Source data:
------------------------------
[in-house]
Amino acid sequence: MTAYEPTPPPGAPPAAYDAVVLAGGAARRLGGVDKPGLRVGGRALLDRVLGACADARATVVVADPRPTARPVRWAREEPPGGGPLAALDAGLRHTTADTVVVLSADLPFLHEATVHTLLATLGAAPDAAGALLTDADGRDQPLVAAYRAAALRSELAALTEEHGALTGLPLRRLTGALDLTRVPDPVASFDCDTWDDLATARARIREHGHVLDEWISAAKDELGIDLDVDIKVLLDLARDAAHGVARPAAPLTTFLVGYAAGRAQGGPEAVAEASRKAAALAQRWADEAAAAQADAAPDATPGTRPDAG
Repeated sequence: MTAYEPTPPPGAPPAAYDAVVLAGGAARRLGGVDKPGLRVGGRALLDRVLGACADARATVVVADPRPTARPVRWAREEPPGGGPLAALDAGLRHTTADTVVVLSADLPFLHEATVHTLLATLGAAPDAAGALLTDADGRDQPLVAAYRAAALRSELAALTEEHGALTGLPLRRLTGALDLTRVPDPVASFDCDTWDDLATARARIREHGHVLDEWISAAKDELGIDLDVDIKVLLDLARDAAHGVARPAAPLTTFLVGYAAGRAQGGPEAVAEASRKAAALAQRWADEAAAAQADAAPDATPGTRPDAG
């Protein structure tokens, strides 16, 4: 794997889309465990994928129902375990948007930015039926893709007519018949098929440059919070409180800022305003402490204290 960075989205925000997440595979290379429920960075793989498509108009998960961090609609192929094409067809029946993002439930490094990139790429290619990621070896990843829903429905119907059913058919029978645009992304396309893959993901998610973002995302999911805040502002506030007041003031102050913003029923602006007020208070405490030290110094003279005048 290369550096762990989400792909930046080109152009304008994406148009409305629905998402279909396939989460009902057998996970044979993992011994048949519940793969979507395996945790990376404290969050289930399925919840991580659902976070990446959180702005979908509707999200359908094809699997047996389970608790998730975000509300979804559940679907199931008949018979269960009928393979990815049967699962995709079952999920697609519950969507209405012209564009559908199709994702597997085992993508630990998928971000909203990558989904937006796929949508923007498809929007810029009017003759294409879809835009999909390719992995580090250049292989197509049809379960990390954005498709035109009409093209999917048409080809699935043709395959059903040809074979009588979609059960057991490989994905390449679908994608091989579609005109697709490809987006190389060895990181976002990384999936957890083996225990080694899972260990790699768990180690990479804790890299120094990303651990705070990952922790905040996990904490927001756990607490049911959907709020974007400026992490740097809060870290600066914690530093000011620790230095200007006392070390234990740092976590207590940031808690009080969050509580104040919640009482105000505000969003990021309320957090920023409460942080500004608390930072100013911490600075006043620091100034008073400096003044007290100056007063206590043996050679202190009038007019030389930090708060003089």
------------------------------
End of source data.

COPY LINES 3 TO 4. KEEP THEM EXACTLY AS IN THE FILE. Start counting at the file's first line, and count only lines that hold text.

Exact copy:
Repeated sequence: MTAYEPTPPPGAPPAAYDAVVLAGGAARRLGGVDKPGLRVGGRALLDRVLGACADARATVVVADPRPTARPVRWAREEPPGGGPLAALDAGLRHTTADTVVVLSADLPFLHEATVHTLLATLGAAPDAAGALLTDADGRDQPLVAAYRAAALRSELAALTEEHGALTGLPLRRLTGALDLTRVPDPVASFDCDTWDDLATARARIREHGHVLDEWISAAKDELGIDLDVDIKVLLDLARDAAHGVARPAAPLTTFLVGYAAGRAQGGPEAVAEASRKAAALAQRWADEAAAAQADAAPDATPGTRPDAG
């Protein structure tokens, strides 16, 4: 794997889309465990994928129902375990948007930015039926893709007519018949098929440059919070409180800022305003402490204290 960075989205925000997440595979290379429920960075793989498509108009998960961090609609192929094409067809029946993002439930490094990139790429290619990621070896990843829903429905119907059913058919029978645009992304396309893959993901998610973002995302999911805040502002506030007041003031102050913003029923602006007020208070405490030290110094003279005048 290369550096762990989400792909930046080109152009304008994406148009409305629905998402279909396939989460009902057998996970044979993992011994048949519940793969979507395996945790990376404290969050289930399925919840991580659902976070990446959180702005979908509707999200359908094809699997047996389970608790998730975000509300979804559940679907199931008949018979269960009928393979990815049967699962995709079952999920697609519950969507209405012209564009559908199709994702597997085992993508630990998928971000909203990558989904937006796929949508923007498809929007810029009017003759294409879809835009999909390719992995580090250049292989197509049809379960990390954005498709035109009409093209999917048409080809699935043709395959059903040809074979009588979609059960057991490989994905390449679908994608091989579609005109697709490809987006190389060895990181976002990384999936957890083996225990080694899972260990790699768990180690990479804790890299120094990303651990705070990952922790905040996990904490927001756990607490049911959907709020974007400026992490740097809060870290600066914690530093000011620790230095200007006392070390234990740092976590207590940031808690009080969050509580104040919640009482105000505000969003990021309320957090920023409460942080500004608390930072100013911490600075006043620091100034008073400096003044007290100056007063206590043996050679202190009038007019030389930090708060003089």